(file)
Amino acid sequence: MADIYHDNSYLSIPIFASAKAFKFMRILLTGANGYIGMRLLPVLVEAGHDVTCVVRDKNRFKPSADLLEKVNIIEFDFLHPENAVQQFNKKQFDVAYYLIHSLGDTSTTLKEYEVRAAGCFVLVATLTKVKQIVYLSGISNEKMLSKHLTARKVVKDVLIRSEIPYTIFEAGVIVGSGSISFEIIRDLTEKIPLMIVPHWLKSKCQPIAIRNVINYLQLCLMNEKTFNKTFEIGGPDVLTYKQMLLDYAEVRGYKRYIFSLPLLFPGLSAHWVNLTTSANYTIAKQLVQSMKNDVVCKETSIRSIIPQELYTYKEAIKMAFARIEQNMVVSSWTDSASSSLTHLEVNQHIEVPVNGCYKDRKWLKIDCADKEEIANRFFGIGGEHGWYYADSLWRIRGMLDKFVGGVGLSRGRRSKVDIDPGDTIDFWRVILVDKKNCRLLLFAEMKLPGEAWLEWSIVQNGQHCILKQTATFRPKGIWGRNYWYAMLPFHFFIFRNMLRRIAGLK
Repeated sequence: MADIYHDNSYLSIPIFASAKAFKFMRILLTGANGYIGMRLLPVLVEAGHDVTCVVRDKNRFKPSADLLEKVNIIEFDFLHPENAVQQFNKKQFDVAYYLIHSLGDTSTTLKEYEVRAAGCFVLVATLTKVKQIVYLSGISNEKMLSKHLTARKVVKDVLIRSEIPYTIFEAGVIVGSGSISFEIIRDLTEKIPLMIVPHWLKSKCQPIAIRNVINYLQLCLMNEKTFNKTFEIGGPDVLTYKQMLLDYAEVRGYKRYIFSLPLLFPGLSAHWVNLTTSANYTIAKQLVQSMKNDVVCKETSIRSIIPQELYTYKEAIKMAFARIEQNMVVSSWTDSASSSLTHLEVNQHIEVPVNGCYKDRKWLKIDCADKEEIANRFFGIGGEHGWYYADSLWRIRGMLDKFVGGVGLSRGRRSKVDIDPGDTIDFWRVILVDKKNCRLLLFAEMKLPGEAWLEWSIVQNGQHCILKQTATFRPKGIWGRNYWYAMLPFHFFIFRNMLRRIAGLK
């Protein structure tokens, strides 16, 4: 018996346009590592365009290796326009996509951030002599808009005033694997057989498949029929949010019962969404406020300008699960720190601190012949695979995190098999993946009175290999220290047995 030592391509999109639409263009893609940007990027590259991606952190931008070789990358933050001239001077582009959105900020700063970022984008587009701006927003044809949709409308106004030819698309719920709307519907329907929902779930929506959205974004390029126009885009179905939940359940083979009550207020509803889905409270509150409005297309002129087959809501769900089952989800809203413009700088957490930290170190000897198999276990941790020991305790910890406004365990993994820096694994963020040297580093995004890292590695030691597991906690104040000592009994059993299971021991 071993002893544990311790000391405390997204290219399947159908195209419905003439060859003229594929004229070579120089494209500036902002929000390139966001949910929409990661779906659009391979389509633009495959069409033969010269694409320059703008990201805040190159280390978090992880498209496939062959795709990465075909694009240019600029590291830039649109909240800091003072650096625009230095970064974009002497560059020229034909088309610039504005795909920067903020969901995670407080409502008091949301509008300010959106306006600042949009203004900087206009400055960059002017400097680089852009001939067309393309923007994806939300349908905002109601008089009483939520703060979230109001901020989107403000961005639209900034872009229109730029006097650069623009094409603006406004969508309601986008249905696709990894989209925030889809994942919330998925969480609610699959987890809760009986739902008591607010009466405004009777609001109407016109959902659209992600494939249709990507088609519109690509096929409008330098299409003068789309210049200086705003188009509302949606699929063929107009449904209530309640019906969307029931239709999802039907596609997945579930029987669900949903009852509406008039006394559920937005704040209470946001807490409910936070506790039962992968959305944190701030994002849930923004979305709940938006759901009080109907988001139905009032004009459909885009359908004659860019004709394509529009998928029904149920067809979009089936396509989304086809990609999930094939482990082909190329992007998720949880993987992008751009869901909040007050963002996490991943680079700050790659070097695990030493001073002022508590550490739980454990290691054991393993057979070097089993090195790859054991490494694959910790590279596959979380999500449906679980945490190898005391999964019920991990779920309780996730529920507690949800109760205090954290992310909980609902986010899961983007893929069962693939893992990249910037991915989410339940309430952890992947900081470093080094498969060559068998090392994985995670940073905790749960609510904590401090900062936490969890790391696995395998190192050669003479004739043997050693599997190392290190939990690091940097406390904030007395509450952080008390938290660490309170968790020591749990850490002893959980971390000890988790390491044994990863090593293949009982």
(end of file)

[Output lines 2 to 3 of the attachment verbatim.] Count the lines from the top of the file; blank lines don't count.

Repeated sequence: MADIYHDNSYLSIPIFASAKAFKFMRILLTGANGYIGMRLLPVLVEAGHDVTCVVRDKNRFKPSADLLEKVNIIEFDFLHPENAVQQFNKKQFDVAYYLIHSLGDTSTTLKEYEVRAAGCFVLVATLTKVKQIVYLSGISNEKMLSKHLTARKVVKDVLIRSEIPYTIFEAGVIVGSGSISFEIIRDLTEKIPLMIVPHWLKSKCQPIAIRNVINYLQLCLMNEKTFNKTFEIGGPDVLTYKQMLLDYAEVRGYKRYIFSLPLLFPGLSAHWVNLTTSANYTIAKQLVQSMKNDVVCKETSIRSIIPQELYTYKEAIKMAFARIEQNMVVSSWTDSASSSLTHLEVNQHIEVPVNGCYKDRKWLKIDCADKEEIANRFFGIGGEHGWYYADSLWRIRGMLDKFVGGVGLSRGRRSKVDIDPGDTIDFWRVILVDKKNCRLLLFAEMKLPGEAWLEWSIVQNGQHCILKQTATFRPKGIWGRNYWYAMLPFHFFIFRNMLRRIAGLK
């Protein structure tokens, strides 16, 4: 018996346009590592365009290796326009996509951030002599808009005033694997057989498949029929949010019962969404406020300008699960720190601190012949695979995190098999993946009175290999220290047995 030592391509999109639409263009893609940007990027590259991606952190931008070789990358933050001239001077582009959105900020700063970022984008587009701006927003044809949709409308106004030819698309719920709307519907329907929902779930929506959205974004390029126009885009179905939940359940083979009550207020509803889905409270509150409005297309002129087959809501769900089952989800809203413009700088957490930290170190000897198999276990941790020991305790910890406004365990993994820096694994963020040297580093995004890292590695030691597991906690104040000592009994059993299971021991 071993002893544990311790000391405390997204290219399947159908195209419905003439060859003229594929004229070579120089494209500036902002929000390139966001949910929409990661779906659009391979389509633009495959069409033969010269694409320059703008990201805040190159280390978090992880498209496939062959795709990465075909694009240019600029590291830039649109909240800091003072650096625009230095970064974009002497560059020229034909088309610039504005795909920067903020969901995670407080409502008091949301509008300010959106306006600042949009203004900087206009400055960059002017400097680089852009001939067309393309923007994806939300349908905002109601008089009483939520703060979230109001901020989107403000961005639209900034872009229109730029006097650069623009094409603006406004969508309601986008249905696709990894989209925030889809994942919330998925969480609610699959987890809760009986739902008591607010009466405004009777609001109407016109959902659209992600494939249709990507088609519109690509096929409008330098299409003068789309210049200086705003188009509302949606699929063929107009449904209530309640019906969307029931239709999802039907596609997945579930029987669900949903009852509406008039006394559920937005704040209470946001807490409910936070506790039962992968959305944190701030994002849930923004979305709940938006759901009080109907988001139905009032004009459909885009359908004659860019004709394509529009998928029904149920067809979009089936396509989304086809990609999930094939482990082909190329992007998720949880993987992008751009869901909040007050963002996490991943680079700050790659070097695990030493001073002022508590550490739980454990290691054991393993057979070097089993090195790859054991490494694959910790590279596959979380999500449906679980945490190898005391999964019920991990779920309780996730529920507690949800109760205090954290992310909980609902986010899961983007893929069962693939893992990249910037991915989410339940309430952890992947900081470093080094498969060559068998090392994985995670940073905790749960609510904590401090900062936490969890790391696995395998190192050669003479004739043997050693599997190392290190939990690091940097406390904030007395509450952080008390938290660490309170968790020591749990850490002893959980971390000890988790390491044994990863090593293949009982």